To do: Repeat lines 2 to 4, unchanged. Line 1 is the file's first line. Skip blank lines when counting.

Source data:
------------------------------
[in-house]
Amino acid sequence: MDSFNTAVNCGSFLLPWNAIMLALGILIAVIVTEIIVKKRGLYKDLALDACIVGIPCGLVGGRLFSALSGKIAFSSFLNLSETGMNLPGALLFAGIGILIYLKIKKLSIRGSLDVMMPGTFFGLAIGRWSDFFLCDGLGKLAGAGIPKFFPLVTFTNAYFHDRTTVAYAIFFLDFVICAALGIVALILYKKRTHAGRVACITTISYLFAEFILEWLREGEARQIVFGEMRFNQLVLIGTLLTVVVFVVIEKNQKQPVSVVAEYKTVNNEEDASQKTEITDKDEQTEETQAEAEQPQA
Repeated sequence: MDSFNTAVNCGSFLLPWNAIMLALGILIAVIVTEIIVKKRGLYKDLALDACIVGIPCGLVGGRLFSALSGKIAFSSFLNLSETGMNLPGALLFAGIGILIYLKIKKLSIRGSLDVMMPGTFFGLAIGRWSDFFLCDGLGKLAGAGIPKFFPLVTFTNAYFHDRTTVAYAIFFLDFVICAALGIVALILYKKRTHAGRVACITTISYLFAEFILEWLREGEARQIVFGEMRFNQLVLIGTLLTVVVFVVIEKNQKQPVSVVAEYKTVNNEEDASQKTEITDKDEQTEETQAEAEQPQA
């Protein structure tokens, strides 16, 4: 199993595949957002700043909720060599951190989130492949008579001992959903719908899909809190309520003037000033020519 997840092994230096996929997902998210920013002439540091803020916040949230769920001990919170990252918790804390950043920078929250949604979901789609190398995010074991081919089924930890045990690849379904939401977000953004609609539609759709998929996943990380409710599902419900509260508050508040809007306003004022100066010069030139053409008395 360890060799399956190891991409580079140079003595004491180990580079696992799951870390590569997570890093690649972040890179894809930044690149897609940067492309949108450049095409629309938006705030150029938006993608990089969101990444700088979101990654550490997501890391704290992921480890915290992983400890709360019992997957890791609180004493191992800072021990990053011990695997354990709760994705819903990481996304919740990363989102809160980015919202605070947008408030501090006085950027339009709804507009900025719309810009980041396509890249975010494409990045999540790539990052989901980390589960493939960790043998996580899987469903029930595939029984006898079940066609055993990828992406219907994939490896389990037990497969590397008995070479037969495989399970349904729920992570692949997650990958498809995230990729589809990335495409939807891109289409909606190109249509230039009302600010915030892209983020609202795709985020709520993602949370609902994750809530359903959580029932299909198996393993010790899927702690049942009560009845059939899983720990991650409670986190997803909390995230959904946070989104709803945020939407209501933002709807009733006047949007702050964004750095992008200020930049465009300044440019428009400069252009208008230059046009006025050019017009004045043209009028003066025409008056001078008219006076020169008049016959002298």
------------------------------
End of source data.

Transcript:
Amino acid sequence: MDSFNTAVNCGSFLLPWNAIMLALGILIAVIVTEIIVKKRGLYKDLALDACIVGIPCGLVGGRLFSALSGKIAFSSFLNLSETGMNLPGALLFAGIGILIYLKIKKLSIRGSLDVMMPGTFFGLAIGRWSDFFLCDGLGKLAGAGIPKFFPLVTFTNAYFHDRTTVAYAIFFLDFVICAALGIVALILYKKRTHAGRVACITTISYLFAEFILEWLREGEARQIVFGEMRFNQLVLIGTLLTVVVFVVIEKNQKQPVSVVAEYKTVNNEEDASQKTEITDKDEQTEETQAEAEQPQA
Repeated sequence: MDSFNTAVNCGSFLLPWNAIMLALGILIAVIVTEIIVKKRGLYKDLALDACIVGIPCGLVGGRLFSALSGKIAFSSFLNLSETGMNLPGALLFAGIGILIYLKIKKLSIRGSLDVMMPGTFFGLAIGRWSDFFLCDGLGKLAGAGIPKFFPLVTFTNAYFHDRTTVAYAIFFLDFVICAALGIVALILYKKRTHAGRVACITTISYLFAEFILEWLREGEARQIVFGEMRFNQLVLIGTLLTVVVFVVIEKNQKQPVSVVAEYKTVNNEEDASQKTEITDKDEQTEETQAEAEQPQA
């Protein structure tokens, strides 16, 4: 199993595949957002700043909720060599951190989130492949008579001992959903719908899909809190309520003037000033020519 997840092994230096996929997902998210920013002439540091803020916040949230769920001990919170990252918790804390950043920078929250949604979901789609190398995010074991081919089924930890045990690849379904939401977000953004609609539609759709998929996943990380409710599902419900509260508050508040809007306003004022100066010069030139053409008395 360890060799399956190891991409580079140079003595004491180990580079696992799951870390590569997570890093690649972040890179894809930044690149897609940067492309949108450049095409629309938006705030150029938006993608990089969101990444700088979101990654550490997501890391704290992921480890915290992983400890709360019992997957890791609180004493191992800072021990990053011990695997354990709760994705819903990481996304919740990363989102809160980015919202605070947008408030501090006085950027339009709804507009900025719309810009980041396509890249975010494409990045999540790539990052989901980390589960493939960790043998996580899987469903029930595939029984006898079940066609055993990828992406219907994939490896389990037990497969590397008995070479037969495989399970349904729920992570692949997650990958498809995230990729589809990335495409939807891109289409909606190109249509230039009302600010915030892209983020609202795709985020709520993602949370609902994750809530359903959580029932299909198996393993010790899927702690049942009560009845059939899983720990991650409670986190997803909390995230959904946070989104709803945020939407209501933002709807009733006047949007702050964004750095992008200020930049465009300044440019428009400069252009208008230059046009006025050019017009004045043209009028003066025409008056001078008219006076020169008049016959002298």